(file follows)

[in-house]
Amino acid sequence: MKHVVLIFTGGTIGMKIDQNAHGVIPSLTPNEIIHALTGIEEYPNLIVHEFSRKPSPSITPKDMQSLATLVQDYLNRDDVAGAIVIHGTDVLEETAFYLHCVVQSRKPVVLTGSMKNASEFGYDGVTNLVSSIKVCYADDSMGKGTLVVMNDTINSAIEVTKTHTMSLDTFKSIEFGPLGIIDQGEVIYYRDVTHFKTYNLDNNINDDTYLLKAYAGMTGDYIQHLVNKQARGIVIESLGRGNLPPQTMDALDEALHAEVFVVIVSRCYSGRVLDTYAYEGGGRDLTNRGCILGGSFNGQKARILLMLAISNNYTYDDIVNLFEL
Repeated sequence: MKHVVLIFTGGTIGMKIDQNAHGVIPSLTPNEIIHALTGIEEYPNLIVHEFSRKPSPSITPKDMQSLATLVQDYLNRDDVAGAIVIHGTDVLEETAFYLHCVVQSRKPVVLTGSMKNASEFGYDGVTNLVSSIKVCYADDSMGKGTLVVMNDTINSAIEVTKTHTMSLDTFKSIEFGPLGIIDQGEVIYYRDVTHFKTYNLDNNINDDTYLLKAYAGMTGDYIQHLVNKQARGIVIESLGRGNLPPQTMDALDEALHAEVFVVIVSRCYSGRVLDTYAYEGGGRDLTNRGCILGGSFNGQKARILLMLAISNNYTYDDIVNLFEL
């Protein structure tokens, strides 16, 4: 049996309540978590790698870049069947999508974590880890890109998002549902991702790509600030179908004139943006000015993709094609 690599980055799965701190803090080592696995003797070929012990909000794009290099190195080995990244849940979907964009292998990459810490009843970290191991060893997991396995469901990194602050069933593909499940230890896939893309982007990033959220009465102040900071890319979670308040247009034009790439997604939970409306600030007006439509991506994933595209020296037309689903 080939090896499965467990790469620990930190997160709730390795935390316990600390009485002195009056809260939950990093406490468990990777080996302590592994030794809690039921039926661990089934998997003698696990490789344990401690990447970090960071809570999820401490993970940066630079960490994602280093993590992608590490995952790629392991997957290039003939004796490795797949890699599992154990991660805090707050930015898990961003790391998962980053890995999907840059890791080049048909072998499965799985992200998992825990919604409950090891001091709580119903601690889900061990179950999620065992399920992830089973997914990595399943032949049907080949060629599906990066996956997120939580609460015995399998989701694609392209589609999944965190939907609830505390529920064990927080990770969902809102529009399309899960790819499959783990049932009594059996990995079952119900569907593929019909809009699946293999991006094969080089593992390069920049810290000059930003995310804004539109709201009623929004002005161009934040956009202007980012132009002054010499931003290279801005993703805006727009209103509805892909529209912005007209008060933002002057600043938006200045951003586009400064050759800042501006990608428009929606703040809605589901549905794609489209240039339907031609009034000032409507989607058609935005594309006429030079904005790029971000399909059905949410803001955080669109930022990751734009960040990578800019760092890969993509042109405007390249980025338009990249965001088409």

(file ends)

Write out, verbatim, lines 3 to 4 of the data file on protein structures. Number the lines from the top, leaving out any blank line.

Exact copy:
Repeated sequence: MKHVVLIFTGGTIGMKIDQNAHGVIPSLTPNEIIHALTGIEEYPNLIVHEFSRKPSPSITPKDMQSLATLVQDYLNRDDVAGAIVIHGTDVLEETAFYLHCVVQSRKPVVLTGSMKNASEFGYDGVTNLVSSIKVCYADDSMGKGTLVVMNDTINSAIEVTKTHTMSLDTFKSIEFGPLGIIDQGEVIYYRDVTHFKTYNLDNNINDDTYLLKAYAGMTGDYIQHLVNKQARGIVIESLGRGNLPPQTMDALDEALHAEVFVVIVSRCYSGRVLDTYAYEGGGRDLTNRGCILGGSFNGQKARILLMLAISNNYTYDDIVNLFEL
């Protein structure tokens, strides 16, 4: 049996309540978590790698870049069947999508974590880890890109998002549902991702790509600030179908004139943006000015993709094609 690599980055799965701190803090080592696995003797070929012990909000794009290099190195080995990244849940979907964009292998990459810490009843970290191991060893997991396995469901990194602050069933593909499940230890896939893309982007990033959220009465102040900071890319979670308040247009034009790439997604939970409306600030007006439509991506994933595209020296037309689903 080939090896499965467990790469620990930190997160709730390795935390316990600390009485002195009056809260939950990093406490468990990777080996302590592994030794809690039921039926661990089934998997003698696990490789344990401690990447970090960071809570999820401490993970940066630079960490994602280093993590992608590490995952790629392991997957290039003939004796490795797949890699599992154990991660805090707050930015898990961003790391998962980053890995999907840059890791080049048909072998499965799985992200998992825990919604409950090891001091709580119903601690889900061990179950999620065992399920992830089973997914990595399943032949049907080949060629599906990066996956997120939580609460015995399998989701694609392209589609999944965190939907609830505390529920064990927080990770969902809102529009399309899960790819499959783990049932009594059996990995079952119900569907593929019909809009699946293999991006094969080089593992390069920049810290000059930003995310804004539109709201009623929004002005161009934040956009202007980012132009002054010499931003290279801005993703805006727009209103509805892909529209912005007209008060933002002057600043938006200045951003586009400064050759800042501006990608428009929606703040809605589901549905794609489209240039339907031609009034000032409507989607058609935005594309006429030079904005790029971000399909059905949410803001955080669109930022990751734009960040990578800019760092890969993509042109405007390249980025338009990249965001088409």